Kim provides several examples of this catalytic role: the bank’s International Finance Corporation (IFC) enabled private sector involvement in building and managing Jordan’s Queen Alia International Airport; the IFC and the bank’s investment guarantee agency MIGA helped privatise Turkey’s energy sector; and the IFC’s new risk mitigation program covers private sector investment risk with public money. As a broker, the World Bank thus provides a mixture of services that range from investment and insurance to business advice and policy lobbying.
Kim’s vision would shift power away from the traditional lending arms of World Bank operations, the International Bank for Reconstruction and Development (IBRD) and International Development Association (IDA), and towards the private sector arm of the bank, the IFC.
The IBRD, formed in 1948, provides loans and advice to middle-income and low-income countries which are deemed creditworthy. These loans are profitable, even if the IBRD does not work to maximise its income but aims instead to foster global socioeconomic development. The IBRD is largely financed via capital contributions it receives from its 188 member states as well as via the issuance of World Bank bonds. In 2016 it disbursed US $22.5 billion (almost half of World Bank Group disbursements overall).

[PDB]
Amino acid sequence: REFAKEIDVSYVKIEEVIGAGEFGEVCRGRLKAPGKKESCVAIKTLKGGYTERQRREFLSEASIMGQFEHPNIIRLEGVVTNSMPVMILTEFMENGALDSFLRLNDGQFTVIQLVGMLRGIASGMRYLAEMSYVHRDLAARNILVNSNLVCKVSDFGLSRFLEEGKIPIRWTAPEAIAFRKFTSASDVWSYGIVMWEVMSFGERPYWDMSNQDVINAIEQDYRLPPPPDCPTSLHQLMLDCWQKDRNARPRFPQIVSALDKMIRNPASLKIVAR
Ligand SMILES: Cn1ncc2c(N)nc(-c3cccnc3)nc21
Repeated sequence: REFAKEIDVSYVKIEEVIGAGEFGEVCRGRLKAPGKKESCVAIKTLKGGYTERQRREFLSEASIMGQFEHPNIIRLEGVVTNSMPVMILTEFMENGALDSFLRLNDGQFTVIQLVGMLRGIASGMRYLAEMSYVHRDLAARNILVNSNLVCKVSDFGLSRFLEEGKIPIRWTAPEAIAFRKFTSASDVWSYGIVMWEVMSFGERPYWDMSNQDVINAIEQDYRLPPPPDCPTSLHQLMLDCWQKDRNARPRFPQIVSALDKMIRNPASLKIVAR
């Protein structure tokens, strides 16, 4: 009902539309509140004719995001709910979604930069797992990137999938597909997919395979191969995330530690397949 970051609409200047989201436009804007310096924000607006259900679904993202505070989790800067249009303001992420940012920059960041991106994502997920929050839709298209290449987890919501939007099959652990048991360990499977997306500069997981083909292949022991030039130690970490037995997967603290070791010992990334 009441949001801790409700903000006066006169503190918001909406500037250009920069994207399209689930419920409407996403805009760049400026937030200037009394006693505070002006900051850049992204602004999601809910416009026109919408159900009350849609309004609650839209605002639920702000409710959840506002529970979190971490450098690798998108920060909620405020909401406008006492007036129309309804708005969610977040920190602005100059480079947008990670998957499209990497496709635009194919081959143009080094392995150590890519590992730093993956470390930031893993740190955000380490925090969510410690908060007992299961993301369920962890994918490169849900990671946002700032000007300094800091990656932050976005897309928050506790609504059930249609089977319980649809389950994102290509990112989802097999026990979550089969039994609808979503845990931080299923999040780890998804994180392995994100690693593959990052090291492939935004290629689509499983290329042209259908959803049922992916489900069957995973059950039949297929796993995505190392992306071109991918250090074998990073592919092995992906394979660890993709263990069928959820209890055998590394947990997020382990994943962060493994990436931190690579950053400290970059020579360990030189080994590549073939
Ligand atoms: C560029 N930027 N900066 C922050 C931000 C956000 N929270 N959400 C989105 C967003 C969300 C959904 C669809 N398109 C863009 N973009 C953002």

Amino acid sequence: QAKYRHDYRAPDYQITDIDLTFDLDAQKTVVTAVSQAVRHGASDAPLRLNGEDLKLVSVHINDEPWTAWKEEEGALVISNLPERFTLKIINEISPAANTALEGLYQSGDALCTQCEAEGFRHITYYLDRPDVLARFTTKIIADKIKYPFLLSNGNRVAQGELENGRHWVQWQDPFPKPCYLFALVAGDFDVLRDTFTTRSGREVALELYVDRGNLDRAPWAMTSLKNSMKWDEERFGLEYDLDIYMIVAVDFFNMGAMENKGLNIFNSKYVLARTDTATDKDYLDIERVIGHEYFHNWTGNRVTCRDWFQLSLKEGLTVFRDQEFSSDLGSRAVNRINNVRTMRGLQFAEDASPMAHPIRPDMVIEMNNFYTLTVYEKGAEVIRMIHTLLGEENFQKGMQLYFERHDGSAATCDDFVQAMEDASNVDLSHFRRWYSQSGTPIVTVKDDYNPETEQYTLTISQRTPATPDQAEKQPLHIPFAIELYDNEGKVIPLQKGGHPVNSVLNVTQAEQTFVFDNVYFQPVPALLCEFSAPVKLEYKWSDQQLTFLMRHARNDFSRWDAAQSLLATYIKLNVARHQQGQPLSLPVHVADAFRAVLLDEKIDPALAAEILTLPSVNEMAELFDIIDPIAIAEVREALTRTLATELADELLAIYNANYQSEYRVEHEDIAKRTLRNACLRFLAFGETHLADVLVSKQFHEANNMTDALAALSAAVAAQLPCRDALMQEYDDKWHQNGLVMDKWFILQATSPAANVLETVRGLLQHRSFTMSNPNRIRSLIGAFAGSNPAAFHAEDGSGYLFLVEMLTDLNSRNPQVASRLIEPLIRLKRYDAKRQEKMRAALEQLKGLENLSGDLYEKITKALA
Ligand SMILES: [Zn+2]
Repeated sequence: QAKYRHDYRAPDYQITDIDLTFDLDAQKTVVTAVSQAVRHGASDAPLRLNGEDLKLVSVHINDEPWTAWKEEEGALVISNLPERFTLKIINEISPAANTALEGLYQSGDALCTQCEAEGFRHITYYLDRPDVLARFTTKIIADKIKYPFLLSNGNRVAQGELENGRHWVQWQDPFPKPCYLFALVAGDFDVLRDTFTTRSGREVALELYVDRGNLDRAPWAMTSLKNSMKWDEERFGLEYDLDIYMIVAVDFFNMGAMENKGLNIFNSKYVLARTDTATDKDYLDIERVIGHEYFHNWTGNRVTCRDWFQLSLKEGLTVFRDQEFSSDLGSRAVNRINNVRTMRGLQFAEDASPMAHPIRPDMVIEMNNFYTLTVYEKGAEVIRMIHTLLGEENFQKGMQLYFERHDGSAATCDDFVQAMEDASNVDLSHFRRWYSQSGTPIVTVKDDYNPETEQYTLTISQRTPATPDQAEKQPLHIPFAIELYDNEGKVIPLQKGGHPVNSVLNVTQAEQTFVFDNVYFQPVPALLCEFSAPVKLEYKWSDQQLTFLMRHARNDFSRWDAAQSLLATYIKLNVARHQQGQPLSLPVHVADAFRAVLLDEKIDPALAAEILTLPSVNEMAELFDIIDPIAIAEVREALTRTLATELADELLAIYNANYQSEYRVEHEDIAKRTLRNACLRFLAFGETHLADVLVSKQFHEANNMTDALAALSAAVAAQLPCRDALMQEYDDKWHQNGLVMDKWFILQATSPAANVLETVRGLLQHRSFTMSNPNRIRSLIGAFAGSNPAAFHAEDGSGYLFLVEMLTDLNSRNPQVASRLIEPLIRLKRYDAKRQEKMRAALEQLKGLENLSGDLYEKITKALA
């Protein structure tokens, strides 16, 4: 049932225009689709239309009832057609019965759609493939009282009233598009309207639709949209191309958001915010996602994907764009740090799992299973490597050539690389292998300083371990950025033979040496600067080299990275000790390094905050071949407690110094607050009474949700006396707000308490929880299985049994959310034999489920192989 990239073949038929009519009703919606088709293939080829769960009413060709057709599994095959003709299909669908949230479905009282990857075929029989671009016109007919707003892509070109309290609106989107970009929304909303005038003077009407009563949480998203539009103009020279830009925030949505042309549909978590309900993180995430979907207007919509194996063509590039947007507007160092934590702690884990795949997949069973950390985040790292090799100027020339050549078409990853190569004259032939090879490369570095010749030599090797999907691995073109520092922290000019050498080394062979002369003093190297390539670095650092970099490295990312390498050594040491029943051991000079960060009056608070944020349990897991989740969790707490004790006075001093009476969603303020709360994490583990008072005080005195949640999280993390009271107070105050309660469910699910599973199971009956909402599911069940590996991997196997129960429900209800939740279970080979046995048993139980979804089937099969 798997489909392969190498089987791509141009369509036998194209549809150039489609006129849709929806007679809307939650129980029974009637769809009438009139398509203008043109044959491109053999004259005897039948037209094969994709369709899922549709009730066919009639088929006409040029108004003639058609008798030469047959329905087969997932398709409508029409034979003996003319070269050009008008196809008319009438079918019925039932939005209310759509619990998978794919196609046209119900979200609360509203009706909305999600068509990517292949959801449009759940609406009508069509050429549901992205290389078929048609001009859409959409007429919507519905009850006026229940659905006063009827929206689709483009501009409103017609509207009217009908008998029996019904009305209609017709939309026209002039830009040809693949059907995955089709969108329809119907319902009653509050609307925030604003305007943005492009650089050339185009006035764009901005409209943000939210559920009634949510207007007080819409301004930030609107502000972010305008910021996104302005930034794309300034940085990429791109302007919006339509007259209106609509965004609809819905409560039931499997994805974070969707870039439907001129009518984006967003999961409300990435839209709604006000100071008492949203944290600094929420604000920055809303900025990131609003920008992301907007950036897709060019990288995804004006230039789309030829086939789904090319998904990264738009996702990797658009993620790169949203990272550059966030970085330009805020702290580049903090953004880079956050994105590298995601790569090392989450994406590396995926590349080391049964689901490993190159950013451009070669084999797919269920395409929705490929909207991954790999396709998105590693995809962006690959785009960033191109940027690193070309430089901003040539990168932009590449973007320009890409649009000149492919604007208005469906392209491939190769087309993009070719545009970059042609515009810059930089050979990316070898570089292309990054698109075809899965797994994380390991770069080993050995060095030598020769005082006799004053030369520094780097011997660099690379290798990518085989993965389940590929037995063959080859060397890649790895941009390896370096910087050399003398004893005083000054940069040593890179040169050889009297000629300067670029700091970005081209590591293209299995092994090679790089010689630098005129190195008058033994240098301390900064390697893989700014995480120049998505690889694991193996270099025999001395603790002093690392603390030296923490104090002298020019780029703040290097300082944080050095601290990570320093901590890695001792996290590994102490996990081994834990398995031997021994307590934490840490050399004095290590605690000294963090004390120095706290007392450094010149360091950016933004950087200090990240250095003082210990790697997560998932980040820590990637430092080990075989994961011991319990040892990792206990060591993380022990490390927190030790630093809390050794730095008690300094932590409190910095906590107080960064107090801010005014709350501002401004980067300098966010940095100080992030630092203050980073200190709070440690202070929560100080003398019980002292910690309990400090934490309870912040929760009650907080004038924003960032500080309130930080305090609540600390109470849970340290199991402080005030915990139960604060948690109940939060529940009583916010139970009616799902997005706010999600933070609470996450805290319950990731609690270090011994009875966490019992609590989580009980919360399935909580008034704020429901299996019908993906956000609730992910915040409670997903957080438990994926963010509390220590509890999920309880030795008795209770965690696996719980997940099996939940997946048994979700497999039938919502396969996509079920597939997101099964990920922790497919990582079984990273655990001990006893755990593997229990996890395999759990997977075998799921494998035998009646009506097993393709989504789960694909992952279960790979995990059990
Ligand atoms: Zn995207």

The IDA was created in 1960 and provides low-interest loans and grants to the world’s poorest countries. It is funded by so-called “replenishments”, or donor commitments, generally every three years. Broadly speaking, it does not make a profit, but works mostly towards the goals of poverty alleviation and economic growth. In 2016 it disbursed US$13.2 billion (slightly over a quarter of group disbursements).